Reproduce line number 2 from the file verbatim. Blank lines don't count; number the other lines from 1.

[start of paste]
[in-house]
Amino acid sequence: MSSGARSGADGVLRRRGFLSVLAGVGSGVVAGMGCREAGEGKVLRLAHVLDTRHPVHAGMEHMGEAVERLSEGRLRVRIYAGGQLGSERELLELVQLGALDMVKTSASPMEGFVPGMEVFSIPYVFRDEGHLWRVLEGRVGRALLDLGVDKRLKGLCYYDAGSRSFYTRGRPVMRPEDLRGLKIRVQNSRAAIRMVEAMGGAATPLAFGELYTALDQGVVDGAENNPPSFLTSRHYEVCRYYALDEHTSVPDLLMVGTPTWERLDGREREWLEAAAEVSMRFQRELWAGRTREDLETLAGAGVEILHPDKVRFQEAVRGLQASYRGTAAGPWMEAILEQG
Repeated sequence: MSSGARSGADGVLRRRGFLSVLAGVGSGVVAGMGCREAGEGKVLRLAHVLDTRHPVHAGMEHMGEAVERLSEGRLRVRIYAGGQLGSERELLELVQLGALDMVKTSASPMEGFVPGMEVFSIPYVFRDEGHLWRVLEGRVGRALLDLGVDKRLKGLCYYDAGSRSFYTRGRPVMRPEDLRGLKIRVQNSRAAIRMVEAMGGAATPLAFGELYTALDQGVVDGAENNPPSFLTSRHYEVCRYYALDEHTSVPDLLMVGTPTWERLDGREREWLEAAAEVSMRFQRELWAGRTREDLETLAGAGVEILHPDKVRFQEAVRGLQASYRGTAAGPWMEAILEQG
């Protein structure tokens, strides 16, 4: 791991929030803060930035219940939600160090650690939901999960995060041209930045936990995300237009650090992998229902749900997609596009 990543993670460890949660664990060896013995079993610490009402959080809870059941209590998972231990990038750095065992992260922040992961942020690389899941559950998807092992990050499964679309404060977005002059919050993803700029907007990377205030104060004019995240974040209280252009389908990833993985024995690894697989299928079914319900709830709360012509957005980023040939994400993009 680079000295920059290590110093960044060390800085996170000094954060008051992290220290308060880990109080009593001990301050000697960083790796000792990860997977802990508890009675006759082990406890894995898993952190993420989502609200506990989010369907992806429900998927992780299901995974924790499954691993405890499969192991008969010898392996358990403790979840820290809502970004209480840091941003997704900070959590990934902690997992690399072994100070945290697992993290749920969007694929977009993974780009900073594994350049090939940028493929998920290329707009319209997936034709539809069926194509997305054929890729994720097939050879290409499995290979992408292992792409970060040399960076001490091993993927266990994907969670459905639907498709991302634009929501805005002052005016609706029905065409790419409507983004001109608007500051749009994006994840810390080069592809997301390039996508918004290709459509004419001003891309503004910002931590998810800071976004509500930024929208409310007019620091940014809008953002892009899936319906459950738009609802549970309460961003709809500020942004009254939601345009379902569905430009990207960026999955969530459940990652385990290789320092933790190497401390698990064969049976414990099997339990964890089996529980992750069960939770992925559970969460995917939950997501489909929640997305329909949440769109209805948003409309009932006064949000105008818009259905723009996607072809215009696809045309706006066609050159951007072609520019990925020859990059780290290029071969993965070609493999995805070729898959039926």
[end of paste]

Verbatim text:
Amino acid sequence: MSSGARSGADGVLRRRGFLSVLAGVGSGVVAGMGCREAGEGKVLRLAHVLDTRHPVHAGMEHMGEAVERLSEGRLRVRIYAGGQLGSERELLELVQLGALDMVKTSASPMEGFVPGMEVFSIPYVFRDEGHLWRVLEGRVGRALLDLGVDKRLKGLCYYDAGSRSFYTRGRPVMRPEDLRGLKIRVQNSRAAIRMVEAMGGAATPLAFGELYTALDQGVVDGAENNPPSFLTSRHYEVCRYYALDEHTSVPDLLMVGTPTWERLDGREREWLEAAAEVSMRFQRELWAGRTREDLETLAGAGVEILHPDKVRFQEAVRGLQASYRGTAAGPWMEAILEQG